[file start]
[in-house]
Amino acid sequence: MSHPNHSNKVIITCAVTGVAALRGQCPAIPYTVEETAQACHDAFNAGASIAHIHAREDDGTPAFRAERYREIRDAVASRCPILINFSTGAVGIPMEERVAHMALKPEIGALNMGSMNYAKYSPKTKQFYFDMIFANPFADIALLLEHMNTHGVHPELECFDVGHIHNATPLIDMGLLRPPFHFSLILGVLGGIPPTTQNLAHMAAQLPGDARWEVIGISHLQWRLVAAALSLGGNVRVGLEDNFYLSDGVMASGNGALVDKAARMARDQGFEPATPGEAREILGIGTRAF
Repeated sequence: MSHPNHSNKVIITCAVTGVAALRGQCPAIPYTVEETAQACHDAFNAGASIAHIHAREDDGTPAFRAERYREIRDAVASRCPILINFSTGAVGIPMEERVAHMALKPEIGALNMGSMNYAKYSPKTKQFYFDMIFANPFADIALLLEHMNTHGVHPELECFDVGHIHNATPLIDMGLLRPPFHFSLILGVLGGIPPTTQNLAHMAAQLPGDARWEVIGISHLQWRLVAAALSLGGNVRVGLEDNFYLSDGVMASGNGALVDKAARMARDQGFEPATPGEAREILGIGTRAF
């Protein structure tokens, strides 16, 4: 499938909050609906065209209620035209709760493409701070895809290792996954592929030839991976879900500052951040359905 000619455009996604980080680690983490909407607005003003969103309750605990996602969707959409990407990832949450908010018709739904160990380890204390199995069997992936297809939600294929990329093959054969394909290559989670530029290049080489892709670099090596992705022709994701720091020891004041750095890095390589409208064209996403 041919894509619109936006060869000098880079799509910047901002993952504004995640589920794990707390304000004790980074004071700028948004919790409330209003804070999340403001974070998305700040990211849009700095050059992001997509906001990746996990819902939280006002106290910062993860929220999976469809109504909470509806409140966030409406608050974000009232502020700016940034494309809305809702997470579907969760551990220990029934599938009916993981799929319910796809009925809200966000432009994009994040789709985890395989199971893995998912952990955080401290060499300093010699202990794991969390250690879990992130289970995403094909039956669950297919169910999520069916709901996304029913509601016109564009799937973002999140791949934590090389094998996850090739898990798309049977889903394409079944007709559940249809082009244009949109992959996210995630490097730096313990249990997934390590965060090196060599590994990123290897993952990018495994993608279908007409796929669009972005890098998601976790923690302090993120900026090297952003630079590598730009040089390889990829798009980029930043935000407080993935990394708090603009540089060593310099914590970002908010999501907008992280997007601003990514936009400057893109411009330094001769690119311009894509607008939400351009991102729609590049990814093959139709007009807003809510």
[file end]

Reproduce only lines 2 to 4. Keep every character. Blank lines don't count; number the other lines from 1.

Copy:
Amino acid sequence: MSHPNHSNKVIITCAVTGVAALRGQCPAIPYTVEETAQACHDAFNAGASIAHIHAREDDGTPAFRAERYREIRDAVASRCPILINFSTGAVGIPMEERVAHMALKPEIGALNMGSMNYAKYSPKTKQFYFDMIFANPFADIALLLEHMNTHGVHPELECFDVGHIHNATPLIDMGLLRPPFHFSLILGVLGGIPPTTQNLAHMAAQLPGDARWEVIGISHLQWRLVAAALSLGGNVRVGLEDNFYLSDGVMASGNGALVDKAARMARDQGFEPATPGEAREILGIGTRAF
Repeated sequence: MSHPNHSNKVIITCAVTGVAALRGQCPAIPYTVEETAQACHDAFNAGASIAHIHAREDDGTPAFRAERYREIRDAVASRCPILINFSTGAVGIPMEERVAHMALKPEIGALNMGSMNYAKYSPKTKQFYFDMIFANPFADIALLLEHMNTHGVHPELECFDVGHIHNATPLIDMGLLRPPFHFSLILGVLGGIPPTTQNLAHMAAQLPGDARWEVIGISHLQWRLVAAALSLGGNVRVGLEDNFYLSDGVMASGNGALVDKAARMARDQGFEPATPGEAREILGIGTRAF
């Protein structure tokens, strides 16, 4: 499938909050609906065209209620035209709760493409701070895809290792996954592929030839991976879900500052951040359905 000619455009996604980080680690983490909407607005003003969103309750605990996602969707959409990407990832949450908010018709739904160990380890204390199995069997992936297809939600294929990329093959054969394909290559989670530029290049080489892709670099090596992705022709994701720091020891004041750095890095390589409208064209996403 041919894509619109936006060869000098880079799509910047901002993952504004995640589920794990707390304000004790980074004071700028948004919790409330209003804070999340403001974070998305700040990211849009700095050059992001997509906001990746996990819902939280006002106290910062993860929220999976469809109504909470509806409140966030409406608050974000009232502020700016940034494309809305809702997470579907969760551990220990029934599938009916993981799929319910796809009925809200966000432009994009994040789709985890395989199971893995998912952990955080401290060499300093010699202990794991969390250690879990992130289970995403094909039956669950297919169910999520069916709901996304029913509601016109564009799937973002999140791949934590090389094998996850090739898990798309049977889903394409079944007709559940249809082009244009949109992959996210995630490097730096313990249990997934390590965060090196060599590994990123290897993952990018495994993608279908007409796929669009972005890098998601976790923690302090993120900026090297952003630079590598730009040089390889990829798009980029930043935000407080993935990394708090603009540089060593310099914590970002908010999501907008992280997007601003990514936009400057893109411009330094001769690119311009894509607008939400351009991102729609590049990814093959139709007009807003809510």